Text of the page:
Holidaymakers jetting abroad this summer have been warned to only pay in local currency when using cards to avoid shelling out extortionate fees.
Making payments in pounds rather than the local currency at shops, restaurants and even at cash machines leaves tourists out of pocket after tempting them into a poorer exchange rate.
The practice, known as ‘dynamic currency conversion’, allows retailers and foreign banks to set their own conversation – adding up to 10% on bills.
Last year £490 million fees was taken out of the pockets of unsuspecting Brits, according to research carried out by Fairfx.
To avoid being ripped off travellers are advised to always choose the local currency no matter where in the world you are. And the same applies if you’re using an ATM.
Dynamic Currency Conversion (DCC) is optional, although it’s been reported that merchants have run this automatically. This is against the terms and conditions of Mastercard and Visa.
If you’re billed in pounds, refuse it. Write ‘DCC rejected’ on the receipt and insist on being charged in local currency.
Ian Strafford-Taylor, chief executive of FairFX, said: “When asked if they want to pay in pounds or local currency, opting to pay in pounds appears logical to holidaymakers as naturally they will think in their home currency.
“But be warned. This is nothing but a hyper-inflated rip-off, duping holidaymakers into paying unnecessary fees and accepting unfavourable exchange rates.
“The key thing to remember is, when abroad and asked if you want to pay in pounds or the local currency, always pay in the local currency to avoid nasty surprise fees.”
FairFX tips to avoiding being ripped off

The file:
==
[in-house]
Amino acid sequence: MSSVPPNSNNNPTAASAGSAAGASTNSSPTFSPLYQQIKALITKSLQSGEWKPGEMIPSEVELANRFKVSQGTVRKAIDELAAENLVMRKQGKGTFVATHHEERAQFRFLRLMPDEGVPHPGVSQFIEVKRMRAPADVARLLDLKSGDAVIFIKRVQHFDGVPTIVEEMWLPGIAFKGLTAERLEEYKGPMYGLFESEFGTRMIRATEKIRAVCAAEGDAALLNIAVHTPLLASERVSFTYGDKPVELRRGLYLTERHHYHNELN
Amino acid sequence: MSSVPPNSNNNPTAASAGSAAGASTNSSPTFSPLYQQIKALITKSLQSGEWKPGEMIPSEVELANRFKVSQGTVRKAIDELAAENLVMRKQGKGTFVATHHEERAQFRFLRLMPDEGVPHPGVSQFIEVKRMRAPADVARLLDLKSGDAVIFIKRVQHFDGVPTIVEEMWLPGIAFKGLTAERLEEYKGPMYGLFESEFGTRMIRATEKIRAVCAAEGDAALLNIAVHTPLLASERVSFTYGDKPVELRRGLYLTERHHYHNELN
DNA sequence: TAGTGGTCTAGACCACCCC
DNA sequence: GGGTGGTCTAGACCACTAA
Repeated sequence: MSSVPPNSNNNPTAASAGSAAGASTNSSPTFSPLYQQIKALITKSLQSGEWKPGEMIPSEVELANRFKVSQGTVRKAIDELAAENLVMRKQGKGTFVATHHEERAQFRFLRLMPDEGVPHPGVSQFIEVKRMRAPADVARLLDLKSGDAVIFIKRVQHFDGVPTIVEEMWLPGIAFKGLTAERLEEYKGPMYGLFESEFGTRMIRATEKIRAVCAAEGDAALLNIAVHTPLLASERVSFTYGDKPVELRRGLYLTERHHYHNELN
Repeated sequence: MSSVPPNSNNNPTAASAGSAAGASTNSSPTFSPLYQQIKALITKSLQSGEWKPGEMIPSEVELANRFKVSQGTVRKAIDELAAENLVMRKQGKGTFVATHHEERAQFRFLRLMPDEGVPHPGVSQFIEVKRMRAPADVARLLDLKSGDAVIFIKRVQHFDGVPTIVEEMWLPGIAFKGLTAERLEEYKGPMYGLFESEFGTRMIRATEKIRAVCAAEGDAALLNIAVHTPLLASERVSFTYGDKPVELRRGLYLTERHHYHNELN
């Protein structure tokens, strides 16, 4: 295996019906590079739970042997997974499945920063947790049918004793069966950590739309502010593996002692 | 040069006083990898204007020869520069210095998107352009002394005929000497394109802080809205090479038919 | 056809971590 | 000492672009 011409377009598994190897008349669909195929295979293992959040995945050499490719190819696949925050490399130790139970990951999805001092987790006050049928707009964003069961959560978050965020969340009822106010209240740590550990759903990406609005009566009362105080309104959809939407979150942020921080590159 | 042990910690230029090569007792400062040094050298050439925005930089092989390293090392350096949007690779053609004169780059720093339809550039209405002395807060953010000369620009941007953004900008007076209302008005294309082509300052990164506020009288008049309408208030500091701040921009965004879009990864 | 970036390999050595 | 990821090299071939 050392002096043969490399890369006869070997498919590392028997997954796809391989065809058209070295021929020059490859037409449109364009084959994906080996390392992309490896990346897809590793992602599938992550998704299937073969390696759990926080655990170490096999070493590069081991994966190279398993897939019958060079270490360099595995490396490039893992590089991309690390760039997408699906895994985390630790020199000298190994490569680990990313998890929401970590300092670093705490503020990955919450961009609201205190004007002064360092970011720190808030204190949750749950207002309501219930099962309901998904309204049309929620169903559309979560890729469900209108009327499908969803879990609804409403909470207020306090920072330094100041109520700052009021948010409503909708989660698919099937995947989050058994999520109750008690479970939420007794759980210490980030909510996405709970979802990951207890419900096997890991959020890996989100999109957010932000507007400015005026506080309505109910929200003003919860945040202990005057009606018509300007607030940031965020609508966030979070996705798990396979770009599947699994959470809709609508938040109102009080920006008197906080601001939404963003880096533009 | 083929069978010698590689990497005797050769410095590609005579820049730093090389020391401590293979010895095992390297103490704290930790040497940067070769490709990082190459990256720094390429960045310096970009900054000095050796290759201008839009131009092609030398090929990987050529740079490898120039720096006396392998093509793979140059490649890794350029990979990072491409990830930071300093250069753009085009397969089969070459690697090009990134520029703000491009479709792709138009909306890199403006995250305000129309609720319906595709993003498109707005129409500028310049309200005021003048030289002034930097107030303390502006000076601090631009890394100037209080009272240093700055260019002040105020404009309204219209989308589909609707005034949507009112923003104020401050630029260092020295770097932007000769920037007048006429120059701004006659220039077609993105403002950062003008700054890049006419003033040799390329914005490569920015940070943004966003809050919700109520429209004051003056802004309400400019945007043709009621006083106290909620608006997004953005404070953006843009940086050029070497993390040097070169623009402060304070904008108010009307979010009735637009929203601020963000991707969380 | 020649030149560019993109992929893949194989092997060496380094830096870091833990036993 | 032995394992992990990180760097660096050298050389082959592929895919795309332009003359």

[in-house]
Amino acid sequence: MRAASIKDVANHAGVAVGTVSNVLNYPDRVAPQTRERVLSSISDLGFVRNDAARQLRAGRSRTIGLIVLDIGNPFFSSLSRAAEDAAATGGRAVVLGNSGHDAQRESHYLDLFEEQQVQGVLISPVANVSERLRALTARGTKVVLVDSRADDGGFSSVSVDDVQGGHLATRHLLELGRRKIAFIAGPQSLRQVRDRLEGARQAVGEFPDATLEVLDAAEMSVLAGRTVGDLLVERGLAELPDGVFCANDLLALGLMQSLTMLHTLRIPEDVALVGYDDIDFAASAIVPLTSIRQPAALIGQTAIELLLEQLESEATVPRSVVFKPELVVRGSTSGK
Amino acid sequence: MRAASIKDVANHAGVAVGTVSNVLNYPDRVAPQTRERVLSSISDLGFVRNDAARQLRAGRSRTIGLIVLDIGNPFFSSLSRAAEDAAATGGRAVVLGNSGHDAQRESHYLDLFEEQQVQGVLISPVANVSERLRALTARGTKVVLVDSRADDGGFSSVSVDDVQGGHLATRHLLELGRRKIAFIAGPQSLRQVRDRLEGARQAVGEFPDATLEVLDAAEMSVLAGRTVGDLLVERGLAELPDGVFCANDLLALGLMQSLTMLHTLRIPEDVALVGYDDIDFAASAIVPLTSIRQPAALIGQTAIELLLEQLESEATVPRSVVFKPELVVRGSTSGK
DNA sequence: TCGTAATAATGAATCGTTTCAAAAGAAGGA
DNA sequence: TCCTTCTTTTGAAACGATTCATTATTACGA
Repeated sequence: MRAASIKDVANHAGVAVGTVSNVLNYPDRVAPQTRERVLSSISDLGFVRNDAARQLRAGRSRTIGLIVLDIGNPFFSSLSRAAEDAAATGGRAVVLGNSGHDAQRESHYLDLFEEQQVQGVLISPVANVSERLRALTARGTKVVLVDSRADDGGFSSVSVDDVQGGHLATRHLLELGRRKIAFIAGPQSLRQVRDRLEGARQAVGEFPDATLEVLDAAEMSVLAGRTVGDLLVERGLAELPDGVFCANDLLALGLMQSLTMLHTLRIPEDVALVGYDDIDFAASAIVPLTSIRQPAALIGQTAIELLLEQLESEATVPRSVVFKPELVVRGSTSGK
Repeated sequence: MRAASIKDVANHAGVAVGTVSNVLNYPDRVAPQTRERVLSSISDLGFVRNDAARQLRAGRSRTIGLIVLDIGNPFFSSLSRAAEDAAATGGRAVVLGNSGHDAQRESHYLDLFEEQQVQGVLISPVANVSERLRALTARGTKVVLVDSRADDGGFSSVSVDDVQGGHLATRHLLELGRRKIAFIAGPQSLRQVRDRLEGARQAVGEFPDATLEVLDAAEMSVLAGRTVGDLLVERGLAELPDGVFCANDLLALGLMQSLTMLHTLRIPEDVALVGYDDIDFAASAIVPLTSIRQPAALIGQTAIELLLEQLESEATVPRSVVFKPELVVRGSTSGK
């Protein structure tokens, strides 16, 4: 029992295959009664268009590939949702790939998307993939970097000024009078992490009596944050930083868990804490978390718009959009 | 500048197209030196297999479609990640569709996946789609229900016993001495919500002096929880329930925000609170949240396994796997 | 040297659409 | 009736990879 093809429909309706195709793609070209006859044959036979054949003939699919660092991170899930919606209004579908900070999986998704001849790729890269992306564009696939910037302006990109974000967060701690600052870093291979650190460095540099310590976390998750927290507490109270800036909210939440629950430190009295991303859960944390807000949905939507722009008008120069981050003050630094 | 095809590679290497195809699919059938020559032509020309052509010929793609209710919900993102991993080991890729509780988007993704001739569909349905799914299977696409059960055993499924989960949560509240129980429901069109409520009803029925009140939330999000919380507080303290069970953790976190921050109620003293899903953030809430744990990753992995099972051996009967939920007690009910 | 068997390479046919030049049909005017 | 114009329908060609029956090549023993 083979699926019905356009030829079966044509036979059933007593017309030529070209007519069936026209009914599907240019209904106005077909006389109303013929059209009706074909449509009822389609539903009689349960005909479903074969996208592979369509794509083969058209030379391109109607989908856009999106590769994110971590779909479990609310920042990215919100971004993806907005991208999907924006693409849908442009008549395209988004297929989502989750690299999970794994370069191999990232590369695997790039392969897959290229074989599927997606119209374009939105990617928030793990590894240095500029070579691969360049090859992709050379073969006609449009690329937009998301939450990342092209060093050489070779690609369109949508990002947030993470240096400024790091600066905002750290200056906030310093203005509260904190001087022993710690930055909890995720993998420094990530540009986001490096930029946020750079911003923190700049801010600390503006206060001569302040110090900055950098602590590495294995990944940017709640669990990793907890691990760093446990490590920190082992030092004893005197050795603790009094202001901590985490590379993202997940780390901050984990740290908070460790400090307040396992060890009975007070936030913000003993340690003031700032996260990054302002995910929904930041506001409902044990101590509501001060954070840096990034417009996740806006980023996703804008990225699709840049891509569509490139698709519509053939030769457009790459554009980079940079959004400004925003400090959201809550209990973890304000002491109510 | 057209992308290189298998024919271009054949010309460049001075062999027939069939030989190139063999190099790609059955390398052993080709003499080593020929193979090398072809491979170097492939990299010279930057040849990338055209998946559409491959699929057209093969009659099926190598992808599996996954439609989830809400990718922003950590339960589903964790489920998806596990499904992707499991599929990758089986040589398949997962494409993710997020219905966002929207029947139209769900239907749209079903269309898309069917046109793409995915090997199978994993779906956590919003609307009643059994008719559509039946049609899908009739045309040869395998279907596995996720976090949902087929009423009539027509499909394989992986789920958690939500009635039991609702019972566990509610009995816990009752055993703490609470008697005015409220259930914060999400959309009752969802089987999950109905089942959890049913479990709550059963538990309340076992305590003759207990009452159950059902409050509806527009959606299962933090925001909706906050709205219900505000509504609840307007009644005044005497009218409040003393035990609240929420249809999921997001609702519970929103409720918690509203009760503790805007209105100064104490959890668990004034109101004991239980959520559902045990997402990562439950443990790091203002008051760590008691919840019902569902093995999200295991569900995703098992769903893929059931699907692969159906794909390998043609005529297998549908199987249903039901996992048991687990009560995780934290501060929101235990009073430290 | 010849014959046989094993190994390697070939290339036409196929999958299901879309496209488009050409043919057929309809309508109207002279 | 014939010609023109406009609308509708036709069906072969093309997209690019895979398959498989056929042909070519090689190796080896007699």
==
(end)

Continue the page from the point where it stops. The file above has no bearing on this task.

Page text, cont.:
- If you’re asked what currency you want to pay in, always choose the local currency. And the same if you’re using an ATM.
- You have a choice: Dynamic Currency Conversion (DCC) is optional, although it’s been reported that merchants have run this automatically. This is against the T&Cs of Mastercard/Visa.
- Be vigilant: If you’re billed in pounds, refuse it. Write ‘DCC rejected’ on the receipt and insist on being charged in local currency.
- Debit and credit cards are a good back up for travel money but if you want to guarantee your rate, use a prepaid currency card which locks in your exchange rate when you buy. If you’re using a prepaid currency card loaded with pounds, similarly always choose to pay in local currency to avoid third party charges and rates.
- To get the best value for money before you book, pick a destination where you get more bang for your buck with more favourable long-term exchange rates.
- Set up a currency alert with FairFX so that you are alerted to the best time to buy when the rate moves in your favour.
- Whatever you do, don’t leave sorting out your travel money until the last minute as you could be left severely out of pocket. Exchange rates at the airport can be 15 percent more expensive than elsewhere meaning that you could lose £147 for every £1,000 you exchange.
- Beware of the sneaky Airport ATM: If you are savvy enough to have a Euro or Dollar prepaid currency card, be careful about taking cash from airport ATMs.
When withdrawing currency from UK airport ATMs with a Euro or Dollar prepaid card, most of them charge you in Pounds. instead of your Euros or Dollars, and hit you with hidden conversion fees